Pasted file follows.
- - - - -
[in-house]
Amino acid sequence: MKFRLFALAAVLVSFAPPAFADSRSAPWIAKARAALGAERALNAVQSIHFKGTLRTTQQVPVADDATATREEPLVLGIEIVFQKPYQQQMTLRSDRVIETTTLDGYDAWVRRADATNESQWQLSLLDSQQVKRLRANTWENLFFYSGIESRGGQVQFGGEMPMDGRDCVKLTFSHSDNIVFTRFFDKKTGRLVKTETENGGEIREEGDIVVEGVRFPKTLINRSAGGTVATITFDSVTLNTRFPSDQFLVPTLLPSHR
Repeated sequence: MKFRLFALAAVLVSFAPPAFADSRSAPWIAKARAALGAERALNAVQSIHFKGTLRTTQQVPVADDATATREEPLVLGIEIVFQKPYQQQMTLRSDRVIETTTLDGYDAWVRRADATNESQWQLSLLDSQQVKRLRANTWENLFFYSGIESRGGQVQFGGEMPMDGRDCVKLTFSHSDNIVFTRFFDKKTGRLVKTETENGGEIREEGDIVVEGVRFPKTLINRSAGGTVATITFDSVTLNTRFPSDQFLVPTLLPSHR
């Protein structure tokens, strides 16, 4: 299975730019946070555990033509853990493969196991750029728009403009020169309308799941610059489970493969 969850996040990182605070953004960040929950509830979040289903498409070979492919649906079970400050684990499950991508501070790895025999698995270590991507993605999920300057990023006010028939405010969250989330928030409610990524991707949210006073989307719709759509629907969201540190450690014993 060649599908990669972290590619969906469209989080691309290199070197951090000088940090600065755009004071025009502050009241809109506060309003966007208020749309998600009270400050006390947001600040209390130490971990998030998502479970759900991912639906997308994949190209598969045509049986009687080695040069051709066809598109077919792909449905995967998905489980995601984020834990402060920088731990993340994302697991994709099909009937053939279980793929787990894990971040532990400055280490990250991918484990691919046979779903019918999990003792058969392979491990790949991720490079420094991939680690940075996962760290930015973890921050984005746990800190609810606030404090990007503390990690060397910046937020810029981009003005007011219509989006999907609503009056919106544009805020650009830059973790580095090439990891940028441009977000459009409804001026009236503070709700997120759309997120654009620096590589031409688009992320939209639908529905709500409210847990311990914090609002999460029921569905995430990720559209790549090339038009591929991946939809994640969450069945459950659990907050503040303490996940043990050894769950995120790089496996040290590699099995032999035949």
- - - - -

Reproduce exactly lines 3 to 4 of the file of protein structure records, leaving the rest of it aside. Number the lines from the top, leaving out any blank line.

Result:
Repeated sequence: MKFRLFALAAVLVSFAPPAFADSRSAPWIAKARAALGAERALNAVQSIHFKGTLRTTQQVPVADDATATREEPLVLGIEIVFQKPYQQQMTLRSDRVIETTTLDGYDAWVRRADATNESQWQLSLLDSQQVKRLRANTWENLFFYSGIESRGGQVQFGGEMPMDGRDCVKLTFSHSDNIVFTRFFDKKTGRLVKTETENGGEIREEGDIVVEGVRFPKTLINRSAGGTVATITFDSVTLNTRFPSDQFLVPTLLPSHR
């Protein structure tokens, strides 16, 4: 299975730019946070555990033509853990493969196991750029728009403009020169309308799941610059489970493969 969850996040990182605070953004960040929950509830979040289903498409070979492919649906079970400050684990499950991508501070790895025999698995270590991507993605999920300057990023006010028939405010969250989330928030409610990524991707949210006073989307719709759509629907969201540190450690014993 060649599908990669972290590619969906469209989080691309290199070197951090000088940090600065755009004071025009502050009241809109506060309003966007208020749309998600009270400050006390947001600040209390130490971990998030998502479970759900991912639906997308994949190209598969045509049986009687080695040069051709066809598109077919792909449905995967998905489980995601984020834990402060920088731990993340994302697991994709099909009937053939279980793929787990894990971040532990400055280490990250991918484990691919046979779903019918999990003792058969392979491990790949991720490079420094991939680690940075996962760290930015973890921050984005746990800190609810606030404090990007503390990690060397910046937020810029981009003005007011219509989006999907609503009056919106544009805020650009830059973790580095090439990891940028441009977000459009409804001026009236503070709700997120759309997120654009620096590589031409688009992320939209639908529905709500409210847990311990914090609002999460029921569905995430990720559209790549090339038009591929991946939809994640969450069945459950659990907050503040303490996940043990050894769950995120790089496996040290590699099995032999035949």